Multinational pharmaceutical company, Novartis has made a donation to the value of R1 million in medicines as a contribution towards the recent Cholera outbreak in Zimbabwe’s capital city of Harare.
So far the Cholera outbreak has infected 10,000 people and has claimed the lives of 49 people in the capital city.
The donation, which was handed over at a ceremony at the Beatrice Road Infectious Diseases Hospital in Harare, comprised of antibiotics and pain management medicines.
The medicines, which are enough to cover dosages for 15,000 patients, were received by Zimbabwe’s Minister of Health and Child Care, Dr Obadiah Moyo together with the Mayor of Harare, Herbert Gomba.
Cholera is an infectious disease that causes severe watery diarrhoea, which can lead to dehydration and even death if left untreated. It is caused by eating food or drinking water contaminated with a bacterium called Vibrio Cholera. At least 150,000 cases of Cholera are reported to the World Health Organisation (WHO) each year. Symptoms of Cholera can begin as soon as a few hours or as long as five days after infection.
Common sources of Cholera include municipal water supplies, ice made from municipal water, foods and drinks sold by street vendors, vegetables grown with water containing human waste, raw or undercooked fish and seafood caught in waters polluted with sewage.
Dr Moyo said the government of Zimbabwe had declared the Cholera outbreak in Harare as a State of Emergency because of the seriousness with which it takes the situation and in order to mobilise resources to contain the disease and other diarrhoea diseases.
“As a government, the health of every citizen of Zimbabwe is our responsibility and priority. Declaring the Cholera outbreak as a State of Emergency is an indication of how seriously we have taken the epidemic. The Ministry of Health and Child Care has gone to great lengths to mobilise resources that will assist us to confine the disease and prevent it from spreading to other places,” said Dr Moyo.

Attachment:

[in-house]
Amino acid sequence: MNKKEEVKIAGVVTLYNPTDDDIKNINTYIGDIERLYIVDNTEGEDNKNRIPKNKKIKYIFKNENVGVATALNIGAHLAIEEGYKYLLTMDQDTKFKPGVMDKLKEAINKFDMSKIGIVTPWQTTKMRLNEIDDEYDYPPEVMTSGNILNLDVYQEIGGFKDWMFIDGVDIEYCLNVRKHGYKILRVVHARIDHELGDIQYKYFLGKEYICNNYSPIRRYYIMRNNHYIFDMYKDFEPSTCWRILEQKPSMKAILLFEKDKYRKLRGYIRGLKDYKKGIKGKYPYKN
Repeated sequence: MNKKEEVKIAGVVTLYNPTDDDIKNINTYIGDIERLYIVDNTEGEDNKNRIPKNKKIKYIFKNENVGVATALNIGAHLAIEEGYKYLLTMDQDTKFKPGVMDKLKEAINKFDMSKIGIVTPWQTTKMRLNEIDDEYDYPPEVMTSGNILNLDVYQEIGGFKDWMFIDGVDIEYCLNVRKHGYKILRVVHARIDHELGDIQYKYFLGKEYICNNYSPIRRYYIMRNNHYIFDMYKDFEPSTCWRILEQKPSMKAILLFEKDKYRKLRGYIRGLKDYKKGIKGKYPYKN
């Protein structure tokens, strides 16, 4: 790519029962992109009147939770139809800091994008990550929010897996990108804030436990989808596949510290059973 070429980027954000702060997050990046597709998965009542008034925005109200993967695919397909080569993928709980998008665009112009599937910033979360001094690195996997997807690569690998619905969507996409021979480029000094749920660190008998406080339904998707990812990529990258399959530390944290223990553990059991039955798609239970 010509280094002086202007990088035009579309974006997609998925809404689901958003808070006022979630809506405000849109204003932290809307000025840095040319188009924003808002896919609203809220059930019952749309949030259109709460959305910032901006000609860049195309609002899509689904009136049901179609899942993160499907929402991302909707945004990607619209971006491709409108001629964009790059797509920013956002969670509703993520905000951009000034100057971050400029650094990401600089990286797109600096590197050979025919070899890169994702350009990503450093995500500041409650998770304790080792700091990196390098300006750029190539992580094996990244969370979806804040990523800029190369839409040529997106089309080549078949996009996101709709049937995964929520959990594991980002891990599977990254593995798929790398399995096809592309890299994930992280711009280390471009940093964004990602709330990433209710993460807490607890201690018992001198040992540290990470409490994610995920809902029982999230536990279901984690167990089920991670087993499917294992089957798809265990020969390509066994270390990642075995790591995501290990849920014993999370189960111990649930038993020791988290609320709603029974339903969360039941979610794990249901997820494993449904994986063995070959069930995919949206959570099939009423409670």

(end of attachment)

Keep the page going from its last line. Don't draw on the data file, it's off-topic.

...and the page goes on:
“Our investigations on the cause of the outbreak are still ongoing. The findings should be a starting point for us to come up with strategies to ensure this does not happen again. We are extremely appreciative of partners such as Novartis, Sandoz and DSV for their responsiveness during this time,” continued Dr Moyo.
Group Head of Global Health and Corporate Responsibility for Novartis, Dr Patrice Matchaba, said eliminating diseases is still one of the company’s areas of focus. He said with its various long-running programmes, Novartis has the opportunity to find ways of wiping out diseases especially given the level of investment the company has made towards Research and Development.
“As Novartis, our purpose is reimagining medicine to improve and extend people’s lives. We have bent the disease burden curves in transplantation, heart failure, cancer, psoriasis, hypertension and cancer, changing medical practice around the world forever. The outbreak of Cholera in Zimbabwe is a reminder that we need to continue investing in Research and Development in order to tackle diseases such as leprosy, malaria and Cholera,” said Dr Matchaba.
“The collaboration of government, industry and non-governmental organisations in tackling disease outbreaks and creating public awareness is important. It is only through partnerships that we can minimise and even eradicate some of society’s most difficult healthcare challenges. This handover of medicines is a demonstration of our commitment to medicines access in Zimbabwe,” continued Dr Matchaba.
As part of its efforts to support improved patient care, Novartis is training and developing internal teams and healthcare providers in Africa through a broad portfolio of development initiatives. Novartis invests in scientific capability development as part of an integrated strategy to strengthen healthcare systems in Low and Middle Income Countries (LMIC). The 2016 Access to Medicines Index committee acknowledges the company as an industry leader in capacity development for the comprehensive and innovative approach that consistently addresses local needs.